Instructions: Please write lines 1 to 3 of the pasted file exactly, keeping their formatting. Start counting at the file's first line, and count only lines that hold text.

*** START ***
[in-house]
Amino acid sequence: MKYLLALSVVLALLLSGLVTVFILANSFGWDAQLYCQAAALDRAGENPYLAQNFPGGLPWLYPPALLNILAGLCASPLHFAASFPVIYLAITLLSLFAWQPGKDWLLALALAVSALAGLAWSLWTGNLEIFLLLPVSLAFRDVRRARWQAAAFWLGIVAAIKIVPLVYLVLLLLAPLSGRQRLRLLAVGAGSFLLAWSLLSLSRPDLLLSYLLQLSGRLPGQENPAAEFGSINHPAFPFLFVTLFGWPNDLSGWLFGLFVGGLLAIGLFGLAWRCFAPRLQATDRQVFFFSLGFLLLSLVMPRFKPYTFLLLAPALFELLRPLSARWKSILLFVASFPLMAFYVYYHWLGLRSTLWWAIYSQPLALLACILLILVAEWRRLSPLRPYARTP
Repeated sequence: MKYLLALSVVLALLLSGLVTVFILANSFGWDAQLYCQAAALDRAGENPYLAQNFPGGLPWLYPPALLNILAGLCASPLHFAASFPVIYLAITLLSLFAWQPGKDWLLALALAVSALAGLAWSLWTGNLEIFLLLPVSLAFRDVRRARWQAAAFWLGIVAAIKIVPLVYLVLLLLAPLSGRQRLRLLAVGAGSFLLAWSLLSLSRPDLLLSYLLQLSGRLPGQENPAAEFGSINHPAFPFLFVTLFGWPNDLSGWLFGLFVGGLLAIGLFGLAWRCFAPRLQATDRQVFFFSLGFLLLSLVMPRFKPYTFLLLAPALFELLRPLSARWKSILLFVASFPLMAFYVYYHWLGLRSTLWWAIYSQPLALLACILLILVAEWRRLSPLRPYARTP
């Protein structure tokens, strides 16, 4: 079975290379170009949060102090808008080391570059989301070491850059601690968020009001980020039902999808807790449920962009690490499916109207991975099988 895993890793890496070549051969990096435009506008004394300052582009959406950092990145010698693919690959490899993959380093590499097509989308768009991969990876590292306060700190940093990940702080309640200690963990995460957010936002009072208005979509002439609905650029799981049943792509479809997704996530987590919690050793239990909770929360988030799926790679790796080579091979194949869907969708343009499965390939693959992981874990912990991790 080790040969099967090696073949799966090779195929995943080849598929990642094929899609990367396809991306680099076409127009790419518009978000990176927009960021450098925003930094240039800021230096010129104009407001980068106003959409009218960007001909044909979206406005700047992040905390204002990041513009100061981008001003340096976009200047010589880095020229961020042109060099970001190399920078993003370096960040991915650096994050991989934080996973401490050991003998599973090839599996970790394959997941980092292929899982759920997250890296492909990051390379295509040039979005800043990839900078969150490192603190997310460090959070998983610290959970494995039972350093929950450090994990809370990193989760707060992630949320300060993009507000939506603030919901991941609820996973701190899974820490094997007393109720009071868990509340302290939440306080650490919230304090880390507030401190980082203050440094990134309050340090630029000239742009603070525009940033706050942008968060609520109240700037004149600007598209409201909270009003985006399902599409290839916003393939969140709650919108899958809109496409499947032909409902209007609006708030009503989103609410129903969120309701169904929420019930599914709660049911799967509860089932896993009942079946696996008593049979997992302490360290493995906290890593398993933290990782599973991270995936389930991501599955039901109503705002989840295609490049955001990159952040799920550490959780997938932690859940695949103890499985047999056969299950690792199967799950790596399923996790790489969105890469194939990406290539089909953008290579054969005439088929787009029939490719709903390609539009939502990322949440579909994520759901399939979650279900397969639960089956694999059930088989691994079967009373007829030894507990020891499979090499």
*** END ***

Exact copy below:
[in-house]
Amino acid sequence: MKYLLALSVVLALLLSGLVTVFILANSFGWDAQLYCQAAALDRAGENPYLAQNFPGGLPWLYPPALLNILAGLCASPLHFAASFPVIYLAITLLSLFAWQPGKDWLLALALAVSALAGLAWSLWTGNLEIFLLLPVSLAFRDVRRARWQAAAFWLGIVAAIKIVPLVYLVLLLLAPLSGRQRLRLLAVGAGSFLLAWSLLSLSRPDLLLSYLLQLSGRLPGQENPAAEFGSINHPAFPFLFVTLFGWPNDLSGWLFGLFVGGLLAIGLFGLAWRCFAPRLQATDRQVFFFSLGFLLLSLVMPRFKPYTFLLLAPALFELLRPLSARWKSILLFVASFPLMAFYVYYHWLGLRSTLWWAIYSQPLALLACILLILVAEWRRLSPLRPYARTP
Repeated sequence: MKYLLALSVVLALLLSGLVTVFILANSFGWDAQLYCQAAALDRAGENPYLAQNFPGGLPWLYPPALLNILAGLCASPLHFAASFPVIYLAITLLSLFAWQPGKDWLLALALAVSALAGLAWSLWTGNLEIFLLLPVSLAFRDVRRARWQAAAFWLGIVAAIKIVPLVYLVLLLLAPLSGRQRLRLLAVGAGSFLLAWSLLSLSRPDLLLSYLLQLSGRLPGQENPAAEFGSINHPAFPFLFVTLFGWPNDLSGWLFGLFVGGLLAIGLFGLAWRCFAPRLQATDRQVFFFSLGFLLLSLVMPRFKPYTFLLLAPALFELLRPLSARWKSILLFVASFPLMAFYVYYHWLGLRSTLWWAIYSQPLALLACILLILVAEWRRLSPLRPYARTP